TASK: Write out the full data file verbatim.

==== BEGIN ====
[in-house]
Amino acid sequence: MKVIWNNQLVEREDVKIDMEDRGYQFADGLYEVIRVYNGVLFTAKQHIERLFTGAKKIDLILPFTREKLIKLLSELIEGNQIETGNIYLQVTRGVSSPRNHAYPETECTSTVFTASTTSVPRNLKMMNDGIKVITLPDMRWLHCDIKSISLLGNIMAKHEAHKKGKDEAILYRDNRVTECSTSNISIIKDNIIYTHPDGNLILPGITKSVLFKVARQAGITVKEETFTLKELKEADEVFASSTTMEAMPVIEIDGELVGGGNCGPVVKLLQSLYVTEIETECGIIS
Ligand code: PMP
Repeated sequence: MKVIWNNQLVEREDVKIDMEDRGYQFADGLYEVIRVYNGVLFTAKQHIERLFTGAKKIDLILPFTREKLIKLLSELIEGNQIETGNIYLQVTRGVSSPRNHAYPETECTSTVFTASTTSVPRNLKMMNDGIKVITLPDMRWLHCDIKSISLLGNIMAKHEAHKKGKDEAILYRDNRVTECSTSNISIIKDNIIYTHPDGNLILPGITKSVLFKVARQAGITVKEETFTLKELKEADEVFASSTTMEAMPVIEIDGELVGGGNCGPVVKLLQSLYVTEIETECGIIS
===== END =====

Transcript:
[in-house]
Amino acid sequence: MKVIWNNQLVEREDVKIDMEDRGYQFADGLYEVIRVYNGVLFTAKQHIERLFTGAKKIDLILPFTREKLIKLLSELIEGNQIETGNIYLQVTRGVSSPRNHAYPETECTSTVFTASTTSVPRNLKMMNDGIKVITLPDMRWLHCDIKSISLLGNIMAKHEAHKKGKDEAILYRDNRVTECSTSNISIIKDNIIYTHPDGNLILPGITKSVLFKVARQAGITVKEETFTLKELKEADEVFASSTTMEAMPVIEIDGELVGGGNCGPVVKLLQSLYVTEIETECGIIS
Ligand code: PMP
Repeated sequence: MKVIWNNQLVEREDVKIDMEDRGYQFADGLYEVIRVYNGVLFTAKQHIERLFTGAKKIDLILPFTREKLIKLLSELIEGNQIETGNIYLQVTRGVSSPRNHAYPETECTSTVFTASTTSVPRNLKMMNDGIKVITLPDMRWLHCDIKSISLLGNIMAKHEAHKKGKDEAILYRDNRVTECSTSNISIIKDNIIYTHPDGNLILPGITKSVLFKVARQAGITVKEETFTLKELKEADEVFASSTTMEAMPVIEIDGELVGGGNCGPVVKLLQSLYVTEIETECGIIS